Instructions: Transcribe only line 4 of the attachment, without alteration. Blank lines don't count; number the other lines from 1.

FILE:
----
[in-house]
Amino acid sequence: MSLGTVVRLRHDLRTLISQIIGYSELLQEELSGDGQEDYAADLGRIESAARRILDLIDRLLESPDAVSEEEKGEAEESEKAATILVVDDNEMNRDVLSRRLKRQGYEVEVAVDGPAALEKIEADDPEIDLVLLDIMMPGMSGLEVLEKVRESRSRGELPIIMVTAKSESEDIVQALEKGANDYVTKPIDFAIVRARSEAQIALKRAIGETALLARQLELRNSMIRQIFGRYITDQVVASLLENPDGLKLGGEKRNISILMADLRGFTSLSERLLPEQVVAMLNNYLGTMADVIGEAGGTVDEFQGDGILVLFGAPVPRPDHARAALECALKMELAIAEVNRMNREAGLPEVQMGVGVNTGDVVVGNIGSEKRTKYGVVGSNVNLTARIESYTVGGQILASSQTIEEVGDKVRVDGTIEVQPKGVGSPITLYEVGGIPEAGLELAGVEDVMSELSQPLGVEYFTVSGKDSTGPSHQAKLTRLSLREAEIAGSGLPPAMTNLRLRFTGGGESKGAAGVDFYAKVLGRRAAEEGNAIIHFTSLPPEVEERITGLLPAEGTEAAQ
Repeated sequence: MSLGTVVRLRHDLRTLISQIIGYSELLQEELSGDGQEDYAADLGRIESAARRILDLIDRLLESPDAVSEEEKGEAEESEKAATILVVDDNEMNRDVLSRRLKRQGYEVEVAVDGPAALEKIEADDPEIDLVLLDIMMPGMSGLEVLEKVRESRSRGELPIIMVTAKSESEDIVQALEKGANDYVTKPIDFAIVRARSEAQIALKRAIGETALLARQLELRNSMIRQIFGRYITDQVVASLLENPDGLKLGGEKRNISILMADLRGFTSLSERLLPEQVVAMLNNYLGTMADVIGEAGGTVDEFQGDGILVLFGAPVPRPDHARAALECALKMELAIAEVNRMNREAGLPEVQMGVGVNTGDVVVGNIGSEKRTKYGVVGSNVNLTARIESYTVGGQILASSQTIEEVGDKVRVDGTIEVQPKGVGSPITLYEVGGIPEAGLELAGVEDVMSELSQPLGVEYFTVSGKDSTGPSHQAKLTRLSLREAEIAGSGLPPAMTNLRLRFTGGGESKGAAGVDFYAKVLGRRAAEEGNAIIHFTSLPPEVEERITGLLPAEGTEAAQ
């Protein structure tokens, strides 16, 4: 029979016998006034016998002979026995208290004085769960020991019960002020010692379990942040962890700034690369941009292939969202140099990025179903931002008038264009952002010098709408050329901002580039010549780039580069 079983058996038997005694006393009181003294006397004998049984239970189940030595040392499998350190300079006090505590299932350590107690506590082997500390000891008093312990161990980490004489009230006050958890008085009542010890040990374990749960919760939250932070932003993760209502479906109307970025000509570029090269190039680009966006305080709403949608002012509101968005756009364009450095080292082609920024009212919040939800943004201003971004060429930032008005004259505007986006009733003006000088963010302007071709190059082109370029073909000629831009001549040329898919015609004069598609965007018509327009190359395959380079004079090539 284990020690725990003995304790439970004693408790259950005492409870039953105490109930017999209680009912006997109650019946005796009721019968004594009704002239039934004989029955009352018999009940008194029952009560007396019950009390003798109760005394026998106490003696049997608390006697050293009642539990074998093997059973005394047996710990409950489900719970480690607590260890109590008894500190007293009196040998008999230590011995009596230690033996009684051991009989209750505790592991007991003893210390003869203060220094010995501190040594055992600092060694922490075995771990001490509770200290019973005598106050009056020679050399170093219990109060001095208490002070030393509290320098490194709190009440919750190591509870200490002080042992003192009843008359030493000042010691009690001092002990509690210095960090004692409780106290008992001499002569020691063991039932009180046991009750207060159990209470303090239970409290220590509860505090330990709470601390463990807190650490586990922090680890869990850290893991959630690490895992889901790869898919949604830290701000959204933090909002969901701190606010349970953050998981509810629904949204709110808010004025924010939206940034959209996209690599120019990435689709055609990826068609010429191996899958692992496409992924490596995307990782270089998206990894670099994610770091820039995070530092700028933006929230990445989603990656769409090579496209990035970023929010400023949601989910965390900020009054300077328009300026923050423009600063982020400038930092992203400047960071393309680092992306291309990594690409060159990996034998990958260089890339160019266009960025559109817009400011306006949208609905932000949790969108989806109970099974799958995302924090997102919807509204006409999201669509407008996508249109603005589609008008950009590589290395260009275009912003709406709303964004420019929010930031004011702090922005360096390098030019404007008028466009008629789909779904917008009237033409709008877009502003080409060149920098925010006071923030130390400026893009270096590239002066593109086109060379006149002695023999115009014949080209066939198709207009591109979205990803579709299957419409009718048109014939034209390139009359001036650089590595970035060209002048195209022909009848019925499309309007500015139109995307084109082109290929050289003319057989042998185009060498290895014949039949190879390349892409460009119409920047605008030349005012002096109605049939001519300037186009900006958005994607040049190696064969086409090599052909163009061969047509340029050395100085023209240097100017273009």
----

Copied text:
């Protein structure tokens, strides 16, 4: 029979016998006034016998002979026995208290004085769960020991019960002020010692379990942040962890700034690369941009292939969202140099990025179903931002008038264009952002010098709408050329901002580039010549780039580069 079983058996038997005694006393009181003294006397004998049984239970189940030595040392499998350190300079006090505590299932350590107690506590082997500390000891008093312990161990980490004489009230006050958890008085009542010890040990374990749960919760939250932070932003993760209502479906109307970025000509570029090269190039680009966006305080709403949608002012509101968005756009364009450095080292082609920024009212919040939800943004201003971004060429930032008005004259505007986006009733003006000088963010302007071709190059082109370029073909000629831009001549040329898919015609004069598609965007018509327009190359395959380079004079090539 284990020690725990003995304790439970004693408790259950005492409870039953105490109930017999209680009912006997109650019946005796009721019968004594009704002239039934004989029955009352018999009940008194029952009560007396019950009390003798109760005394026998106490003696049997608390006697050293009642539990074998093997059973005394047996710990409950489900719970480690607590260890109590008894500190007293009196040998008999230590011995009596230690033996009684051991009989209750505790592991007991003893210390003869203060220094010995501190040594055992600092060694922490075995771990001490509770200290019973005598106050009056020679050399170093219990109060001095208490002070030393509290320098490194709190009440919750190591509870200490002080042992003192009843008359030493000042010691009690001092002990509690210095960090004692409780106290008992001499002569020691063991039932009180046991009750207060159990209470303090239970409290220590509860505090330990709470601390463990807190650490586990922090680890869990850290893991959630690490895992889901790869898919949604830290701000959204933090909002969901701190606010349970953050998981509810629904949204709110808010004025924010939206940034959209996209690599120019990435689709055609990826068609010429191996899958692992496409992924490596995307990782270089998206990894670099994610770091820039995070530092700028933006929230990445989603990656769409090579496209990035970023929010400023949601989910965390900020009054300077328009300026923050423009600063982020400038930092992203400047960071393309680092992306291309990594690409060159990996034998990958260089890339160019266009960025559109817009400011306006949208609905932000949790969108989806109970099974799958995302924090997102919807509204006409999201669509407008996508249109603005589609008008950009590589290395260009275009912003709406709303964004420019929010930031004011702090922005360096390098030019404007008028466009008629789909779904917008009237033409709008877009502003080409060149920098925010006071923030130390400026893009270096590239002066593109086109060379006149002695023999115009014949080209066939198709207009591109979205990803579709299957419409009718048109014939034209390139009359001036650089590595970035060209002048195209022909009848019925499309309007500015139109995307084109082109290929050289003319057989042998185009060498290895014949039949190879390349892409460009119409920047605008030349005012002096109605049939001519300037186009900006958005994607040049190696064969086409090599052909163009061969047509340029050395100085023209240097100017273009």